Is it any good?

Roz the robot has an intriguing blend of mechanical, just-the-facts computer brain, with feelings that are tenderly emotional, and the measured tone of this sensitive story mirrors that mix. Readers are lucky that Peter Brown, the author of The Wild Robot Escapes, has worked extensively as an illustrator, and the black-and-white illustrations he sprinkles throughout help provide an immersive experience. Brown sometimes addresses the reader directly ("Reader, can you guess…?"), drawing readers in with his conversational tone, and adding to the classic feel. Short chapters, sometimes only one page, ensure that the book is friendly to young readers.

Brown inflects the story with soft humor  -- when Roz arrives at the dairy farm, she slips on a cow patty -- and also with frequent philosophical asides, as Roz muses on how she's different, and whether or not that makes her defective. When Roz leaves the farm, embarking on her long journey, there are danger and chase scenes, but also friendly animals who come to Roz's aid, as they might in a fairy tale. The story will prompt readers to think about larger issues of mechanization, the future, human ties and values, and nonviolence.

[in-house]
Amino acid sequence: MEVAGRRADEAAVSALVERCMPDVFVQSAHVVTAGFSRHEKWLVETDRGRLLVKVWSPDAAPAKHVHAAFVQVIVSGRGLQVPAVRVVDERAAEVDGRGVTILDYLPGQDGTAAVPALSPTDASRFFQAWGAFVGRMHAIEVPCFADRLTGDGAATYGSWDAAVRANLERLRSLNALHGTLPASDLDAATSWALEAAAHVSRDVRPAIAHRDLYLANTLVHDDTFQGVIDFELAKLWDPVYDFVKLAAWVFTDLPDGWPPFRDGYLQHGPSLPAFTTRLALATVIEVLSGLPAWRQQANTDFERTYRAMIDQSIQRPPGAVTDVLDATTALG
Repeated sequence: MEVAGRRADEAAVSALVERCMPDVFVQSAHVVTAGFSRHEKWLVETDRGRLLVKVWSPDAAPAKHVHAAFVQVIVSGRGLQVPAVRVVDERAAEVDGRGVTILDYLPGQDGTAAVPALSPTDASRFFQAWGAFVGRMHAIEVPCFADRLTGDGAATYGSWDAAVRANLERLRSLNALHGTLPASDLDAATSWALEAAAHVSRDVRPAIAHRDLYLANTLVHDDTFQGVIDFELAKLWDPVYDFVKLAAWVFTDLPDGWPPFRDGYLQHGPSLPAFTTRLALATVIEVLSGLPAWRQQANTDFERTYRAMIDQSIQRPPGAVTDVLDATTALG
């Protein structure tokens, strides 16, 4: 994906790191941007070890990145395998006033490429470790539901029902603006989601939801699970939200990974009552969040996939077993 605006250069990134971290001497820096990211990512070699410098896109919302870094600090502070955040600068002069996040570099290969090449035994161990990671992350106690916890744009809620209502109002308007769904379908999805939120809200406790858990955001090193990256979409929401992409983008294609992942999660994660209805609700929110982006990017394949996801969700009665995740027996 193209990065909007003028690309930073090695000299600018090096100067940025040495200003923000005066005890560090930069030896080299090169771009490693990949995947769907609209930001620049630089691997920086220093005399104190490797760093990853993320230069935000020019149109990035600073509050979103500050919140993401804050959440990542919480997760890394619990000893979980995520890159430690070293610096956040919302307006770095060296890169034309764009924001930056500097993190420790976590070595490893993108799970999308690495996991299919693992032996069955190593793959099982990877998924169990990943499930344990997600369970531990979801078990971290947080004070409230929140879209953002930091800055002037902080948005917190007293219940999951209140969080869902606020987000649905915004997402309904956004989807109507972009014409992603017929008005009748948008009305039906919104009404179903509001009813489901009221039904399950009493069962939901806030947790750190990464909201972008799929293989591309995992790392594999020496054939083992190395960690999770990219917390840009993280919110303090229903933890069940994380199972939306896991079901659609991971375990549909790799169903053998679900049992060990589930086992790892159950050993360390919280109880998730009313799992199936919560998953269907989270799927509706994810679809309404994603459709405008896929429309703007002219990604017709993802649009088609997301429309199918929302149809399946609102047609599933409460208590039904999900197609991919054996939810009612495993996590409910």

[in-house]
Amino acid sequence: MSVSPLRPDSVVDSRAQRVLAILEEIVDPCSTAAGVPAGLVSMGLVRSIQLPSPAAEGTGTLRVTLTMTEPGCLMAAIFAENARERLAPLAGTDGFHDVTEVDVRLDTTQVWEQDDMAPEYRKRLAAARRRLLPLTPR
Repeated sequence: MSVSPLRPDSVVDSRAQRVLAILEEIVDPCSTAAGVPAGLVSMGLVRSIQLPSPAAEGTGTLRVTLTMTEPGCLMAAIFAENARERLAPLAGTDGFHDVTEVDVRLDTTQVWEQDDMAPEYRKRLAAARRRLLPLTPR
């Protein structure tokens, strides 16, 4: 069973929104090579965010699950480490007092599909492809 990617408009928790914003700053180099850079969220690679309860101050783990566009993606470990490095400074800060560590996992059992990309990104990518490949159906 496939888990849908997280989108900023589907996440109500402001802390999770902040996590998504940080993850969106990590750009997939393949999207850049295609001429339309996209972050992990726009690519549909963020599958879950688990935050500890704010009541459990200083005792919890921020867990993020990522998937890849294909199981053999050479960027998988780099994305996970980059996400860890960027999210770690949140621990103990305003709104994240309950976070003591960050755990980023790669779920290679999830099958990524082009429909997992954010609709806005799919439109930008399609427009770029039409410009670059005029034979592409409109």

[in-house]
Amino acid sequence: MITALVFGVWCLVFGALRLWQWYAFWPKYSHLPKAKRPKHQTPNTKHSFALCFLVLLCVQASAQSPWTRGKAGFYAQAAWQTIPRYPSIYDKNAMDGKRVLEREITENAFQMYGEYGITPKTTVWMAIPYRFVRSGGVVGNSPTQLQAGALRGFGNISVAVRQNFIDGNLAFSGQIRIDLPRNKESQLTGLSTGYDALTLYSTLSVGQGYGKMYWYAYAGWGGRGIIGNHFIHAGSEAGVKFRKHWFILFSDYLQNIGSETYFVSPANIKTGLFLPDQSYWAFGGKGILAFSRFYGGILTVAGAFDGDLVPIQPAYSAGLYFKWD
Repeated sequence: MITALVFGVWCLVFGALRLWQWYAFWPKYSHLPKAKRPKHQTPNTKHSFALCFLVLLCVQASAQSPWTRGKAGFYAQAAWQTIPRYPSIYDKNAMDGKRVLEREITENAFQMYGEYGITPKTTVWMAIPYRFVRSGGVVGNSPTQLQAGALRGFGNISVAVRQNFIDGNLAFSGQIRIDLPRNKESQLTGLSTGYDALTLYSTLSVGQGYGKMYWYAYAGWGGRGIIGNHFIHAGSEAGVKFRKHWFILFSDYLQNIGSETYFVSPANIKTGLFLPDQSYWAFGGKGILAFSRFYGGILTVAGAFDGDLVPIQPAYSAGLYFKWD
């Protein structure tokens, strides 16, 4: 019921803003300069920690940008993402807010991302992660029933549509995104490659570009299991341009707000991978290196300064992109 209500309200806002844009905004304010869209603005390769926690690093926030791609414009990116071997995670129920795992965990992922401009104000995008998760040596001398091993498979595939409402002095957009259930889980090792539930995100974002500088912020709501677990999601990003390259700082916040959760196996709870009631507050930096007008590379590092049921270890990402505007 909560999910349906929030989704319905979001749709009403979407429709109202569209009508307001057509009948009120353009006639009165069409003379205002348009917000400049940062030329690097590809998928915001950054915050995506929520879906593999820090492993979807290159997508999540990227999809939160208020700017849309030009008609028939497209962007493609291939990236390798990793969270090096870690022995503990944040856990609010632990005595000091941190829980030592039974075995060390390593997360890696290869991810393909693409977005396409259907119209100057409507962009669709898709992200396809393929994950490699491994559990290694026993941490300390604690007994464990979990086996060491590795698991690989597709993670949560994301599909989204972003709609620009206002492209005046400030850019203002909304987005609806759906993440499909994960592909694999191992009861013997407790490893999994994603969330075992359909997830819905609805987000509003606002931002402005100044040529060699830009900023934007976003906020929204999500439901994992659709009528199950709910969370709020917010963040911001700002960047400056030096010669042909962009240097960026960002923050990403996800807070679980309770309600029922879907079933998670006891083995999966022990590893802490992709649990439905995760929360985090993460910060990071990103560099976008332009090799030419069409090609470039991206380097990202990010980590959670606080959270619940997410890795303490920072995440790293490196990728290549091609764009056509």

Talk to your kids about ...

  • Families can talk about how Roz is different from other robots in The Wild Robot Escapes. How are the other robots programmed to behave? Do you think she's defective because she learned to talk to animals in order to adapt to her wild island home? Why are humans afraid of Roz?

  • Did you notice that sometimes the author talks to you, the reader, directly? Why do you think he chose to do that? Have you read other books where the author does that?

  • Since this is the second book about Roz, do you think there'll be a third? Or do you think the author intends this to be the last book? Did he tie up the story in a way that makes it feel like a satisfying ending?